Thanks for the info, dear, wise @nereo. Some (many) years ago, Dicey was dating a guy who owned a sailboat and kept it moored at Fisherman's Wharf. We spent many lovely weekends in and around the Wharf. There were a number of very large sea lions who had recently decided to call the same place home. The tourists loved them, but the poeple who were moored in the vicinity can testify that they were a noisy, stinky bunch of beer guzzling, hard-partying fraternity brothers.

Given your credentials, I'm sure you know about that walruses and sea lions are not the same, but a lot of tourists did not. They began incorrectly referring to them as walruses. I know that sea lions are not walruses, but damn, every time I hear the word "walrus", my brain dredges up the sights, sounds and smells of those bad boys next to Pier 39 at Fisherman's Wharf. I'm not saying it's logical. When the level names were changed, I knew the new labels were referencing different types of mustaches, not sea mammals. I just can't get that association out of my head.

Uh, I think you mean seal or maybe otter
Honest to God Sea Lions. Go see for yourself ;-) I think they're still there, anyway. My story happened in the last century (fuck I'm old).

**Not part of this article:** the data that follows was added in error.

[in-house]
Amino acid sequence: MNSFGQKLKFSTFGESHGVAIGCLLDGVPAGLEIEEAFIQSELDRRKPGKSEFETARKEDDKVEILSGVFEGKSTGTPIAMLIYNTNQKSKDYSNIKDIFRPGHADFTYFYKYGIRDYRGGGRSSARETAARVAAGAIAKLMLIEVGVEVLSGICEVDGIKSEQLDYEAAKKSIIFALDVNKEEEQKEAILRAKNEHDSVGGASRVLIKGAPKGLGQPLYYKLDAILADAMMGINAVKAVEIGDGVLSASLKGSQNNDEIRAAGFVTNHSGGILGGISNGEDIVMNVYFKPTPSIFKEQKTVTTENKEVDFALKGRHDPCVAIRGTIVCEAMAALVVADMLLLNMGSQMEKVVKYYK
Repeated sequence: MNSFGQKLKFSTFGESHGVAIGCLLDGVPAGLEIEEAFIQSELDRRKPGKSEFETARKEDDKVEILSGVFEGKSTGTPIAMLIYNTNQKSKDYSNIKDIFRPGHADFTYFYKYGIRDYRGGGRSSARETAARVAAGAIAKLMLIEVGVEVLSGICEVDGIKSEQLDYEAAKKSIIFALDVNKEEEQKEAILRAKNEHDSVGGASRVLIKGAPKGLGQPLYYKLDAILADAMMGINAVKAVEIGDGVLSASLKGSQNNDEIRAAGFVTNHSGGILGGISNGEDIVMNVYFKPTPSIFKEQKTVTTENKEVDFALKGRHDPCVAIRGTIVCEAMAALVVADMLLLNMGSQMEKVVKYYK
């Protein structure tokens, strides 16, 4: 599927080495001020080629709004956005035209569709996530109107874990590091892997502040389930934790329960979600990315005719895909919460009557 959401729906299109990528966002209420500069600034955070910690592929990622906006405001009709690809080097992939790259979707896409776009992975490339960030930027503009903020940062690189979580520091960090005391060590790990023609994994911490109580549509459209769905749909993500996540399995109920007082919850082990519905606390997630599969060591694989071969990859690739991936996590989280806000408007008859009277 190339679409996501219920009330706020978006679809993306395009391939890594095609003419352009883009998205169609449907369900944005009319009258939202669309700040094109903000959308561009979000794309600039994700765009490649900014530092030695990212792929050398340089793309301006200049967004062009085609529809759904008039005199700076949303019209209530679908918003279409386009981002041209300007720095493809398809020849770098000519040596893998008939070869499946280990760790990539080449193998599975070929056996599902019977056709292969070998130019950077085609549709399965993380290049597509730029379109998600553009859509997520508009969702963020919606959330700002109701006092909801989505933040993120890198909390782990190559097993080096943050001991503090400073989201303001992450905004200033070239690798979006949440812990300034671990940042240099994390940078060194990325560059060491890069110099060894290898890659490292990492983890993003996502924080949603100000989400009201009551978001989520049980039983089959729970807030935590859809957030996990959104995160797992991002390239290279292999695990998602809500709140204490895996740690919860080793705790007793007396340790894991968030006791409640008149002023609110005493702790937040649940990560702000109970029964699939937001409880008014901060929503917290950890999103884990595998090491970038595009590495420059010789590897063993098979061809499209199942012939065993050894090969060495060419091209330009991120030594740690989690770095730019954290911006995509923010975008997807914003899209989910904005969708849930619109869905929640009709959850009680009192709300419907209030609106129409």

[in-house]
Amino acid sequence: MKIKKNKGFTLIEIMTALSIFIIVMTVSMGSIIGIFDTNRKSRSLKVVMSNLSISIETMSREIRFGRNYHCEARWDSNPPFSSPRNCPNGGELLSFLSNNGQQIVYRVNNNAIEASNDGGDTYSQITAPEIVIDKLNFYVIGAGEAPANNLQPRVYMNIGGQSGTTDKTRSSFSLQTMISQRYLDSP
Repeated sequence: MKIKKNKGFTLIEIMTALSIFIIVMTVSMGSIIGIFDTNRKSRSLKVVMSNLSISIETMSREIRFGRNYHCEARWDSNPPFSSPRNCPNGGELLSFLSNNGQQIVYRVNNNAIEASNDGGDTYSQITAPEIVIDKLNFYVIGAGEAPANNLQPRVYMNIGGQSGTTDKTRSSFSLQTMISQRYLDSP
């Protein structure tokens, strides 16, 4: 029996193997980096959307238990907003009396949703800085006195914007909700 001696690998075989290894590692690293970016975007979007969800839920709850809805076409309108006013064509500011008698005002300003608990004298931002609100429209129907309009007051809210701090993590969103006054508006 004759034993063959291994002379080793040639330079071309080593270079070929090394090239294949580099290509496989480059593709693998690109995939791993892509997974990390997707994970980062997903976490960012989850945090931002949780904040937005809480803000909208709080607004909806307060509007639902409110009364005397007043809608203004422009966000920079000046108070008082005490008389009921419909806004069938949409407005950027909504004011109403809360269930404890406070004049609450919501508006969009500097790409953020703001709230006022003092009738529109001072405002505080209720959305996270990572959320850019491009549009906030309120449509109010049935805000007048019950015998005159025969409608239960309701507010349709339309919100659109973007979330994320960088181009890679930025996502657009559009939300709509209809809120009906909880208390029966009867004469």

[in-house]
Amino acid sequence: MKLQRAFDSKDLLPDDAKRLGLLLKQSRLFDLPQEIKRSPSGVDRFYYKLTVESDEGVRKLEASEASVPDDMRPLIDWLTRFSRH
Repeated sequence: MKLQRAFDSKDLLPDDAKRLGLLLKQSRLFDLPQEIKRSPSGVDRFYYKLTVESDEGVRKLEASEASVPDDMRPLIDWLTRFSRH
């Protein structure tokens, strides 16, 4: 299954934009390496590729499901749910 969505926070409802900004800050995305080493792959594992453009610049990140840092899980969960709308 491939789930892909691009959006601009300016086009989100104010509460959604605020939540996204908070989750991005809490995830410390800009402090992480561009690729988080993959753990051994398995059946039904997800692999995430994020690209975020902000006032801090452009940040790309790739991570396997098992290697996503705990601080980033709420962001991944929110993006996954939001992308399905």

dragoncar

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Re: Who will be our second walrus?
« Reply #319 on: January 11, 2019, 01:25:33 AM »
I'm still ahead of Nereo and Dicey.  ;-)    Nyah nyah!
Real mature :-P
Comparing our enrollment dates you basically started this race late and have subsequently lapped me.  But that's ok, I should probably be focused on other things anyway.  Hmm... what's that crying sound in the background?

I never actually cared about my count and whatever tag came with it.  But a walrus is kind of impressive so I am OK with it. Do I get to be a senior mustachian at some point?  I am totally OK with that because I am already a senior mustachian.   ;-)